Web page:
This helps them to pinpoint the location of suspects, track multiple vehicles, and make absolutely sure they’ve homed in on the right target before launching a deadly attack.
- As I mentioned, the American military relies on drones these days.
It controls a fleet of 11,000 of drones… compared to just a handful 20 years ago.
In fact, drones make up over half of Department of Defense aircraft today.
Spending on drones is growing faster than any other military program and will hit a record $9.5 billion this year.
Drones are part of the rapidly growing “defense electronics” market. Leading aerospace research firm Renaissance Strategic Advisors estimates this market will grow to $117 billion in just three years.
Mercury Systems is growing into a dominant player in defense electronics. Yet it’s worth just $2.9 billion—too small for inclusion in the S&P 500.
This combination—small firms disrupting large markets—is exactly what we look for at RiskHedge. These are the kinds of stocks that could double or triple quickly and still have lots of room to grow.
Mercury is on pace to earn $500 million in sales this year. Even if it grows sales 10x, it would still control less than 5% of its target market.
- Roughly 95% of Mercury’s sales come from the US government.
And it stands to collect billions more as it wins military contracts in the coming years.
Earlier I mentioned that defense companies that sell to the US government have been great stocks to own.
Well, in the past five years, Mercury’s performance has crushed all those big defense stocks.
You can see how Mercury has outperformed them by 2x, 3x, 4x on this chart:
It has achieved these gains by growing sales 163% in the past three years.
That’s 6.5x faster than Lockheed Martin… and 8x faster than Boeing.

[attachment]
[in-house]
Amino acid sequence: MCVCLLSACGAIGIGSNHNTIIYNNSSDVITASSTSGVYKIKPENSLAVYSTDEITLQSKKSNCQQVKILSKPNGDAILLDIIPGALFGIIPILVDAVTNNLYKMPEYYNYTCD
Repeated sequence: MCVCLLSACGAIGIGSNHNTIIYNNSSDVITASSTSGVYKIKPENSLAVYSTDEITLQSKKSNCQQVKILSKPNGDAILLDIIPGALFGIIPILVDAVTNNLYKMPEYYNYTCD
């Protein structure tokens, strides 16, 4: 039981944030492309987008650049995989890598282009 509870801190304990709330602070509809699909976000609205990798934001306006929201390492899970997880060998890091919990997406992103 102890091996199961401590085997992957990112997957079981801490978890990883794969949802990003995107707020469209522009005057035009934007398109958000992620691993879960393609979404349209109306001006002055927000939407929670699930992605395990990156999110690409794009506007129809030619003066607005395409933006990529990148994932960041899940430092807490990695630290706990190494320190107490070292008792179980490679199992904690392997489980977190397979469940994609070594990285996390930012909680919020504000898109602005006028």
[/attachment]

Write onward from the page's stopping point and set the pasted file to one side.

As I said, it’s the fastest-growing military stock I’ve ever seen.
Mercury Systems has been on a tear since the start of the year, soaring 24%.
Because it has climbed so quickly, I wouldn’t be surprised if it takes a short-term breather soon.
But as military spending on drones and other cutting-edge equipment explodes over the coming years… I see Mercury’s stock climbing much higher.
Chief Analyst, RiskHedge
RiskHedge reader Lorenzo asks about investing in 5G infrastructure stocks:
First of all I really want to thank you for your weekly letter, I find it very helpful.
Is it bad if I invest in both Nokia (NOK) and Ericsson (ERIC) or should I choose one? Is one superior to the other?
Lorenzo, thanks for your question.
As I mentioned a couple of weeks ago, with Huawei out of the picture, Nokia and Ericsson are the only companies that can build the infrastructure needed to upgrade networks to 5G.
As of 2018, Ericsson had a 27% market share of the mobile infrastructure market. Nokia was slightly behind at 23%.
If you dig into both companies, you’ll find they’re quite similar. Their sales growth margins are all right around the same levels. Their stocks have moved in tandem over the past six months, too. Because there’s not a clear winner between them, it’s reasonable to take a small stake in both.